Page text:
Cor gave a nod as the bartender approached. “I see,” he said, “so you have settled in.”

“He's a caring master, and I don't find his affections to be as,” Ignis hesitated slightly, recalling the description Gladio had used for himself, “full on as others anticipated. It has taken time, but I am as happy with him as I had hoped to be.”

Cor ordered two drinks. There was champagne on tap, but what he ordered was a red wine that would, if the auctionhouse wasn't picking up the tab, cost enough to have made Ignis think twice, and a whiskey over ice. He handed the red wine to Ignis when it came.

“How did you--?” Ignis asked, leaving the question unfinished.

“I'm a companion,” Cor answered, “as well as a bodyguard. Reading people is my job.” The bar was starting to crowd with people ordering drinks, and Cor gestured Ignis to follow him to the end, so they wouldn't be blocking the way. Ignis did, checking that Gladio's dark hair was still visible above the growing throng. “I take it he returns your affections,” Cor said, when they came to a halt.

Ignis looked into his glass of wine, debating his answer before he nodded, softly. “He does,” he confirmed.

“You sound sure.”

Ignis looked up again, into the pale blue eyes of Cor. This was a test, he realised. It wasn't Cor trying to pry and find out what went on in his and Gladio's personal lives, it was Cor pushing him to make sure his foundation of trust in Gladio was as solid as he claimed. Ignis had been in love with Gladio since he was sixteen, and had crushed on him for months before that, and Cor probably knew it. Gladio had never said he loved Ignis, those words had never left either of them, but he held Ignis's hand while they slept, and derived comfort from holding him, nose tucked into his hair, and he let Ignis coil around him, holding him close for the warmth and head pressed his chest so he could hear the comforting thud of Gladio's heartbeat while he pretended to sleep in the morning.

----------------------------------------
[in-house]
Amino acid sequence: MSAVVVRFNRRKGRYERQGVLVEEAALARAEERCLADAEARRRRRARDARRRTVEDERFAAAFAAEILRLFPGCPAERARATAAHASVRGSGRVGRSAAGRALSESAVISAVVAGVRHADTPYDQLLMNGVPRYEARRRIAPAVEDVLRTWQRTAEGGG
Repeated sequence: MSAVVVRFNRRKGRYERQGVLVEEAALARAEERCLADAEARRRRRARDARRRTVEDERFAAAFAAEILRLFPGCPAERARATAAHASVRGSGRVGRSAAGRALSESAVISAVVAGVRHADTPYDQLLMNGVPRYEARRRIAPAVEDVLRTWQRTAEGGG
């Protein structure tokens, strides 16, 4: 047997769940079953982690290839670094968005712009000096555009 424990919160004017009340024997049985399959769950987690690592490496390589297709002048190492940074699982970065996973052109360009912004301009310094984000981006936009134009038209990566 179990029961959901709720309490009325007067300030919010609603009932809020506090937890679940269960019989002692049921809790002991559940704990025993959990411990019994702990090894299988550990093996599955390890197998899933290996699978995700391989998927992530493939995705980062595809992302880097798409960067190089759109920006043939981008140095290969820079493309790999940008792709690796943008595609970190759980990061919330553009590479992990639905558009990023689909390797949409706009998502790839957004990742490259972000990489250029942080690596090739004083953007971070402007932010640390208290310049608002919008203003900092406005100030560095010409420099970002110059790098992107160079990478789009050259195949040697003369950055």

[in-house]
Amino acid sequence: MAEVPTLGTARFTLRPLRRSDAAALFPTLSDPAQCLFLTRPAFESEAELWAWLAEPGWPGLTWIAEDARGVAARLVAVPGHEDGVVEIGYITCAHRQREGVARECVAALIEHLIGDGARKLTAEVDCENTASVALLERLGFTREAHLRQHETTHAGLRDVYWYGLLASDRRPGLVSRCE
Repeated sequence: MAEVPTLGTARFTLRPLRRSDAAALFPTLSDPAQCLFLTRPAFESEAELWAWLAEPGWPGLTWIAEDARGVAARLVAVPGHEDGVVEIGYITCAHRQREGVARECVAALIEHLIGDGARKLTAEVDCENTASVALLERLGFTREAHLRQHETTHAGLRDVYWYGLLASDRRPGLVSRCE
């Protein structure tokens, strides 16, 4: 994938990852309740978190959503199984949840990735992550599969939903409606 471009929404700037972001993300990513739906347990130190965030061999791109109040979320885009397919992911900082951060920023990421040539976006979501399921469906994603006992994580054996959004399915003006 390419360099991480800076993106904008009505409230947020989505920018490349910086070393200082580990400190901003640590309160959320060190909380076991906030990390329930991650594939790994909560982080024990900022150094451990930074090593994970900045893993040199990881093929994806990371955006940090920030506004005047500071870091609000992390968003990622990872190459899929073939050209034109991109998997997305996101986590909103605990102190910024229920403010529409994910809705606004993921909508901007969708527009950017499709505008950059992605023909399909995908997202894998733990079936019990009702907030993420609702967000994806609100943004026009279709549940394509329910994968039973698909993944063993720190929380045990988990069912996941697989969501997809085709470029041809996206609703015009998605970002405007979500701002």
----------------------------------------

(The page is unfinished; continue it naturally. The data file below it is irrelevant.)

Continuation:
“I'm more than sure,” he replied.

“Good,” Cor answered, sounding satisfied with the response. “Now,” he began, changing the subject, “I have a request.”

*****


Gladio wasn't worried. He trusted the people here, and in any case, Ignis was wearing the Amicitia family emblem on his collar, so there was no doubt about who he belonged to. Anyone here that dared touch him would be doing so on pain of the unemployment line, not to mention property damage charges.

He wasn't worried, it would just be nice if Ignis was easier to spot in a crowd. Cor had returned to his father's side, minus Ignis, and then asked Gladio where Ignis was, and that wasn't really a good sign. Ignis had left Cor's side to come and find him, Cor had said, and that had been twenty minutes ago, and still there was no sign of Ignis.

A check of the bathroom indicated he hadn't been waylaid in there. Cor said he'd had a couple of glasses of red wine. Gladio had felt a little jolt of pleasure when Cor had told Gladio what Ignis had been drinking, because Ignis had demonstrated a preference for that ever since Gladio had made him try some, and had then spent the rest of the evening making him gasp and arch. As drinks went, it had some good memories associated with it, and Ignis could never seem to drink it while Gladio was around without the memory of that night coming back to him, to always interesting results.

Gladio did a lap of the room, pushing past a steady throng of increasingly spirited people, and was on his way round through a second look when he spotted him. Ignis had his back to a wall, glass of wine held almost defensively between himself and Scarlett. It would have been funny to see a six foot tall man hemmed in against a wall by a shorter, voluptuous woman, if it hadn't been for the obvious discomfort on Ignis's face. Scarlett, if she wasn't so far gone that she was oblivious, must have been ignoring it.

“There you are,” Gladio said, announcing his presence as he came and took a place by Ignis's side. “Thought you'd got lost.”

“Sir,” Ignis replied, a small utterance acknowledging his presence and nothing more. Gladio put a comforting hand on his shoulder, and wished there wasn't an audience so he could pull Ignis into his arms.

“If you lose him it's because I stole him,” Scarlett said, flashing Gladio a slightly wobbly grin. “You never said he was so pretty,” she added, accusingly.

Gladio could see the tense way Ignis held himself, making him look like a startled deer, or a rabbit on the edge of bolting. It was hard to tell how long Scarlett had held him cornered, but it didn't look like she'd done it maliciously. “You never asked,” he replied, using the excuse to slip an arm over Ignis's shoulder and tug him in against himself. He fixed Scarlett with a bright, winning smile, and didn't let it drop even when the sensation of Ignis's fingers curling into the back of his jacket made him want to drag Ignis home and smother him in apologies and kisses.